Concerning intermediate couplings, I initially used very much modified Ribu boxes, but the result was not satisfactory because the elongation kinematics was no longer respected and the return springs had become traction springs so that the train played the accordion in acceleration, all the more since the driving trailer opposed a considerable running resistance, with its current pickup strips. So, I then decided to use large size Makette drawbars.
But using NEM boxes was not possible because it was prevented by the very forward and also too low position of the drawbars (because of the bogies). It was also necessary to ensure the train’s electrical continuity.
I first tried a complicated system of double connector extensions, which would have made it possible to turn a coach without reversing its polarity. But it was useless for such a train whose composition in service is normally immutable.
So, I imagined cutting the NEM boxes that had become useless and replace them with a brass tube long enough to ensure the coaches rubber gangway connectors junction. Here is the fruit of this cogitation…
NB: if you are interested in knowing what I tried with the Ribu drawbars, you can consult this page.
So, I tried a 3 x 6 mm rectangular brass tube coupling, which will be relatively simple to make. Here are two aspects of it:
The tubes, longer than NEM boxes, make it possible to avoid an intermediate part. In addition, their internal height (2.4 mm) allows very little machining to insert a 2.54 mm pitch tulip connector.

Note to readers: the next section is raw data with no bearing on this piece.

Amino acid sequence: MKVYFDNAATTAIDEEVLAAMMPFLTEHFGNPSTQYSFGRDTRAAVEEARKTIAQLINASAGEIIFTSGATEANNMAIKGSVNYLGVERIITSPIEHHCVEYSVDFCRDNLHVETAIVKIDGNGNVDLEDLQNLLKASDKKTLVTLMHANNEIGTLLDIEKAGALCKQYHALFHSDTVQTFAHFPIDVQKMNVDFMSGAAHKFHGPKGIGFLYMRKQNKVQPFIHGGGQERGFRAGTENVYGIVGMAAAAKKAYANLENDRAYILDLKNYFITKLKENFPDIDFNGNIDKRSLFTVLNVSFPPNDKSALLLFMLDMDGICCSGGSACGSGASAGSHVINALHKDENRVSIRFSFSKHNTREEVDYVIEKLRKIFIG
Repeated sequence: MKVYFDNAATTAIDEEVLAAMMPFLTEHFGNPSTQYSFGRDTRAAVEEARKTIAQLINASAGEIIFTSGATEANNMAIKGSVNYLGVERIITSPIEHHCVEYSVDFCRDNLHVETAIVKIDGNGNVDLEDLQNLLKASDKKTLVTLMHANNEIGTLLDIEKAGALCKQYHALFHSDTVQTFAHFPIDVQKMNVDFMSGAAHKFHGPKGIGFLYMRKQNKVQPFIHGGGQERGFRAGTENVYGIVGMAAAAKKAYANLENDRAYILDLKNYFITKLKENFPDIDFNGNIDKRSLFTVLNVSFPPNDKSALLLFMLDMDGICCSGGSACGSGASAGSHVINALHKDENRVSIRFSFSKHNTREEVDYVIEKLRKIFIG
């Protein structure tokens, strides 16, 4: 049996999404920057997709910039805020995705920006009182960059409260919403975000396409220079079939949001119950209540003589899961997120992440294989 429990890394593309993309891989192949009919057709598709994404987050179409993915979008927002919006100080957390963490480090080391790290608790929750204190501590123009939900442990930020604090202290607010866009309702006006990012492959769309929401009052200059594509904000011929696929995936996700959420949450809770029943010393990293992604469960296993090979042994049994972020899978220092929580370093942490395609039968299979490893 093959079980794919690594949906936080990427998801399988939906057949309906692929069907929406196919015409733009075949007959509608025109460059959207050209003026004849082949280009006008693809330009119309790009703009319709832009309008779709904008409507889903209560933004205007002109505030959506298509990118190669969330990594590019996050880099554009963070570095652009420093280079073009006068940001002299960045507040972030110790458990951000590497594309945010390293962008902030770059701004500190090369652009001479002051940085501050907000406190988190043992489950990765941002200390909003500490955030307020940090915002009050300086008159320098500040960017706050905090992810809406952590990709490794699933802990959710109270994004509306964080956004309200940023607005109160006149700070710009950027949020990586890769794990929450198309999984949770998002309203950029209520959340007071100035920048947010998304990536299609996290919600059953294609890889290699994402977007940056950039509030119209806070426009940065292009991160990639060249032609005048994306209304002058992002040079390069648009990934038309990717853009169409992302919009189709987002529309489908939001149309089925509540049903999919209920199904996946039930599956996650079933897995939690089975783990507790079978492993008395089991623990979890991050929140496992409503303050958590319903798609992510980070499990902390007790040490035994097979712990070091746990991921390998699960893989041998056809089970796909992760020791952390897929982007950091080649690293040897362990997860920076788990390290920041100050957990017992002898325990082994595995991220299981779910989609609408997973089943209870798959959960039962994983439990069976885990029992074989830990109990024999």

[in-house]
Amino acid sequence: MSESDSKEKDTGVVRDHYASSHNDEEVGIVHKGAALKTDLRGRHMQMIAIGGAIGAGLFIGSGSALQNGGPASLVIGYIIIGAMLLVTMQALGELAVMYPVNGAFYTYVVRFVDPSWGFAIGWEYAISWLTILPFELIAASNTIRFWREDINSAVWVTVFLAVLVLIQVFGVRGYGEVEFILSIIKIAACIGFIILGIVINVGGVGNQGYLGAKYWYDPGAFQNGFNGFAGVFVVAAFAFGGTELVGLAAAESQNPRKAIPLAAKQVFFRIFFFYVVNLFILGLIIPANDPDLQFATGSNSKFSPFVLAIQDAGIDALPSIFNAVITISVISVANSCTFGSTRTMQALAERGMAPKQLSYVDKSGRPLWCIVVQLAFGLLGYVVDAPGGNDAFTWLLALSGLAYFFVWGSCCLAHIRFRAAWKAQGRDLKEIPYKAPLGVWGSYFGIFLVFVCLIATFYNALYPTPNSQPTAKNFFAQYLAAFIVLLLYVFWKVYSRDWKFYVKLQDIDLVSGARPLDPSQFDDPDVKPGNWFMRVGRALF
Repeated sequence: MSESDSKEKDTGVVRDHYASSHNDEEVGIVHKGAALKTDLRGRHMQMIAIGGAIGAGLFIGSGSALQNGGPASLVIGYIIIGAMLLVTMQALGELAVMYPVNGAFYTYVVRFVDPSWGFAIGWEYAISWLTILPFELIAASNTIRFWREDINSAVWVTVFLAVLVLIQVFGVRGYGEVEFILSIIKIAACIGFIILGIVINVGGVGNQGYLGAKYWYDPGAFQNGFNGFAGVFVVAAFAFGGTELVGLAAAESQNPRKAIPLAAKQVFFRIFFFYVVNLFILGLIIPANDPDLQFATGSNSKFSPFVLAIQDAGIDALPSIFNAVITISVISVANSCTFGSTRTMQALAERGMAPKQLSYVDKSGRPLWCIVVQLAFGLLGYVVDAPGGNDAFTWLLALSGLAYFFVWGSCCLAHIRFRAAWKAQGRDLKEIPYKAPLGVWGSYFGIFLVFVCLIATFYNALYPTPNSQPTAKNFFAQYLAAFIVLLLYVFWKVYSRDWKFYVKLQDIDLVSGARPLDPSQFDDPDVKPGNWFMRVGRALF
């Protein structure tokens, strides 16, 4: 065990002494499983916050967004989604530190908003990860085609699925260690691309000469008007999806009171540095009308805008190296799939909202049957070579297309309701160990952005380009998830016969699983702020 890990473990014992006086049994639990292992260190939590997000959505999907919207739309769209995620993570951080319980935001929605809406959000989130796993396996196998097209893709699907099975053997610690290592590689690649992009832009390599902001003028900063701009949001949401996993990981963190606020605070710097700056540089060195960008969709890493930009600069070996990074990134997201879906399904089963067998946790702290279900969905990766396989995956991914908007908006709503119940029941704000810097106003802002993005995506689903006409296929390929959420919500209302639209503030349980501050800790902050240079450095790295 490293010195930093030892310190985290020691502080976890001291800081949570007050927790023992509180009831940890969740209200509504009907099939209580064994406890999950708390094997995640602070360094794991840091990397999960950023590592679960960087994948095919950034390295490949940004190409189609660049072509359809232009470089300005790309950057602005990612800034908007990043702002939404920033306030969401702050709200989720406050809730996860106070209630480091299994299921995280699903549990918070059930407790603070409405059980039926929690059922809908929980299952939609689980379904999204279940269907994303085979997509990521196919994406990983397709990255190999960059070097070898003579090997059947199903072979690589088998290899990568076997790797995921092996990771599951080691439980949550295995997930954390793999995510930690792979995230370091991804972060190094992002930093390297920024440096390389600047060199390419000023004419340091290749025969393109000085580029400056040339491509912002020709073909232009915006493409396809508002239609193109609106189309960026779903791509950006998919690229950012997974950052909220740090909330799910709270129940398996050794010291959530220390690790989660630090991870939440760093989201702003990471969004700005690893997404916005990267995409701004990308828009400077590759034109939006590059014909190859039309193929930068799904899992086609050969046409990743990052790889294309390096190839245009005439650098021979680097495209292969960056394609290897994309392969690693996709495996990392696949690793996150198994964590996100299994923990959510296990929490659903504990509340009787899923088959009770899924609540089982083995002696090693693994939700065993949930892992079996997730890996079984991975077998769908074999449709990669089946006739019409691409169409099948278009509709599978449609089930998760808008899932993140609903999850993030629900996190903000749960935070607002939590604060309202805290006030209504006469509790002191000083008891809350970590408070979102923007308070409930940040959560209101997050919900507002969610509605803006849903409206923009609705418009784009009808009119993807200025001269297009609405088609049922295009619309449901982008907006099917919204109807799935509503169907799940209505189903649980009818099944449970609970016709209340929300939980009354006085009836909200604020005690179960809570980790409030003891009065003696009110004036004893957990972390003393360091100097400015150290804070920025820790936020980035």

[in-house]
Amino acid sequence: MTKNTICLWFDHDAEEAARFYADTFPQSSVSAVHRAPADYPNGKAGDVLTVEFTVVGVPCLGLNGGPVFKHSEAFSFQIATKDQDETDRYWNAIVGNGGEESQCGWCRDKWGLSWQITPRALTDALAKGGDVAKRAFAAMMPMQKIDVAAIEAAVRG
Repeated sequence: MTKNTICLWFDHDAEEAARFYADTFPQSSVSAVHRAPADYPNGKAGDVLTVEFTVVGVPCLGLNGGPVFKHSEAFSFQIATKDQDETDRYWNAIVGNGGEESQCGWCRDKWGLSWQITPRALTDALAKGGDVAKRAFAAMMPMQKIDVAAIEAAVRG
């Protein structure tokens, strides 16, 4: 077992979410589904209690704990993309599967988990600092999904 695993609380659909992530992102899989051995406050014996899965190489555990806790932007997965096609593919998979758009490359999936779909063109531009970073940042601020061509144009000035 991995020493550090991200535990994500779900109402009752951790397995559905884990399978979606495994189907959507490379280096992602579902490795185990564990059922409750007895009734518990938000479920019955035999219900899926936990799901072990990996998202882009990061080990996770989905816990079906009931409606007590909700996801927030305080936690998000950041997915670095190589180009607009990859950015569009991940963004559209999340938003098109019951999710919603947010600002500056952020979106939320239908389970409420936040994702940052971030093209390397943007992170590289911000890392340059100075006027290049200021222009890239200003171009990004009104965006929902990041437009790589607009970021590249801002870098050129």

The problem of locking is solved with a bronze wire loop. This loop was initially placed under the boxes. In use, I found that it was better to place it at the top, because it thus prevents the couplings from bending during the coupling.
Note: I had first tried with a square tube and a single centred contact, the tube acting as the second pole. But this solution posed a certain number of problems: short circuits between the base of the drawbar and the wheels, bad contact between the two boxes facing each other.
The brass tube is milled (ø 6 milling bit) across every 12 mm to a 2 mm depth. Milling is required for each half coupling. The tube is held between two 10 mm thick plywood jaws which have been grooved together with the same ø 6 milling bit, to a 2 mm depth. When machining, the wood is notched, but it does not matter.
After turning the tube upside down, the locking grooves can be milled, every two boxes. For this, I use a PCB engraving milling bit.
Finally, the tube is cut with a “Bocfil” saw in 12 mm lengths, then rectified to 10.5 mm with the milling machine to obtain the dimensions indicated above.
3 × 6 × 500 rectangular brass tube
€6.00 - price 2015